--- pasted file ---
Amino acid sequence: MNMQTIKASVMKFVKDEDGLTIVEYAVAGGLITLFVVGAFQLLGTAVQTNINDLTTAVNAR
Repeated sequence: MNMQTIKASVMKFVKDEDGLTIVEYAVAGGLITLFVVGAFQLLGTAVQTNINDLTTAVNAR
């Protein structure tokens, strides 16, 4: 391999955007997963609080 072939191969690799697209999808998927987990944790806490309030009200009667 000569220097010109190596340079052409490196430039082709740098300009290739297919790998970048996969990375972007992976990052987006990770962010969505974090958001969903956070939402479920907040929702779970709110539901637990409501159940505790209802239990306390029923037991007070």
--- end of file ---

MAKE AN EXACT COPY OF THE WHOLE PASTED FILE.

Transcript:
Amino acid sequence: MNMQTIKASVMKFVKDEDGLTIVEYAVAGGLITLFVVGAFQLLGTAVQTNINDLTTAVNAR
Repeated sequence: MNMQTIKASVMKFVKDEDGLTIVEYAVAGGLITLFVVGAFQLLGTAVQTNINDLTTAVNAR
């Protein structure tokens, strides 16, 4: 391999955007997963609080 072939191969690799697209999808998927987990944790806490309030009200009667 000569220097010109190596340079052409490196430039082709740098300009290739297919790998970048996969990375972007992976990052987006990770962010969505974090958001969903956070939402479920907040929702779970709110539901637990409501159940505790209802239990306390029923037991007070």